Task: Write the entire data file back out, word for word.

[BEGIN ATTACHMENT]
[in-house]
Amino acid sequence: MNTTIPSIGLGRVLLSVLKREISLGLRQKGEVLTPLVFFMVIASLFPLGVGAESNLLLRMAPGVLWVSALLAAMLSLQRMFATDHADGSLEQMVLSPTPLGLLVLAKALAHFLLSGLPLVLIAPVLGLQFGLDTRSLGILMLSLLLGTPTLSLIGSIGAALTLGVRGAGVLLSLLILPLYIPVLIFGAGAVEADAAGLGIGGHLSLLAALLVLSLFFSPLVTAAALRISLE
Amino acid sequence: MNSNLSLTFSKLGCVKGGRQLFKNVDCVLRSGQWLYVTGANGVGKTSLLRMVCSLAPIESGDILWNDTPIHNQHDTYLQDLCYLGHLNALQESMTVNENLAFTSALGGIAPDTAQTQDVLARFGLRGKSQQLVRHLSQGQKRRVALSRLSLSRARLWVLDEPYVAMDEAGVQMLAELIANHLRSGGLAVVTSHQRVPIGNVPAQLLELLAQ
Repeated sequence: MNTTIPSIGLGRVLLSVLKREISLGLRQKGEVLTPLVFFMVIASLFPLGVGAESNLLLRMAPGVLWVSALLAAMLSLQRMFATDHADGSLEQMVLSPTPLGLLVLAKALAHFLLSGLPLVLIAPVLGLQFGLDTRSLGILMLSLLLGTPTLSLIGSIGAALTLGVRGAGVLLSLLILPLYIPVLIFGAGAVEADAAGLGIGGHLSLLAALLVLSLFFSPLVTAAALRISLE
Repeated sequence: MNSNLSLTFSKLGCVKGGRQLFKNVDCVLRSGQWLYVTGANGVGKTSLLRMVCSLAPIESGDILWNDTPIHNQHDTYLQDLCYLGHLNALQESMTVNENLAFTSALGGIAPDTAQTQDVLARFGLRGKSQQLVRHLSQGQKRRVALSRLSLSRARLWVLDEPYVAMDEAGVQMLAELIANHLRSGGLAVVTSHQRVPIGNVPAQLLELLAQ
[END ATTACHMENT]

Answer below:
[in-house]
Amino acid sequence: MNTTIPSIGLGRVLLSVLKREISLGLRQKGEVLTPLVFFMVIASLFPLGVGAESNLLLRMAPGVLWVSALLAAMLSLQRMFATDHADGSLEQMVLSPTPLGLLVLAKALAHFLLSGLPLVLIAPVLGLQFGLDTRSLGILMLSLLLGTPTLSLIGSIGAALTLGVRGAGVLLSLLILPLYIPVLIFGAGAVEADAAGLGIGGHLSLLAALLVLSLFFSPLVTAAALRISLE
Amino acid sequence: MNSNLSLTFSKLGCVKGGRQLFKNVDCVLRSGQWLYVTGANGVGKTSLLRMVCSLAPIESGDILWNDTPIHNQHDTYLQDLCYLGHLNALQESMTVNENLAFTSALGGIAPDTAQTQDVLARFGLRGKSQQLVRHLSQGQKRRVALSRLSLSRARLWVLDEPYVAMDEAGVQMLAELIANHLRSGGLAVVTSHQRVPIGNVPAQLLELLAQ
Repeated sequence: MNTTIPSIGLGRVLLSVLKREISLGLRQKGEVLTPLVFFMVIASLFPLGVGAESNLLLRMAPGVLWVSALLAAMLSLQRMFATDHADGSLEQMVLSPTPLGLLVLAKALAHFLLSGLPLVLIAPVLGLQFGLDTRSLGILMLSLLLGTPTLSLIGSIGAALTLGVRGAGVLLSLLILPLYIPVLIFGAGAVEADAAGLGIGGHLSLLAALLVLSLFFSPLVTAAALRISLE
Repeated sequence: MNSNLSLTFSKLGCVKGGRQLFKNVDCVLRSGQWLYVTGANGVGKTSLLRMVCSLAPIESGDILWNDTPIHNQHDTYLQDLCYLGHLNALQESMTVNENLAFTSALGGIAPDTAQTQDVLARFGLRGKSQQLVRHLSQGQKRRVALSRLSLSRARLWVLDEPYVAMDEAGVQMLAELIANHLRSGGLAVVTSHQRVPIGNVPAQLLELLAQ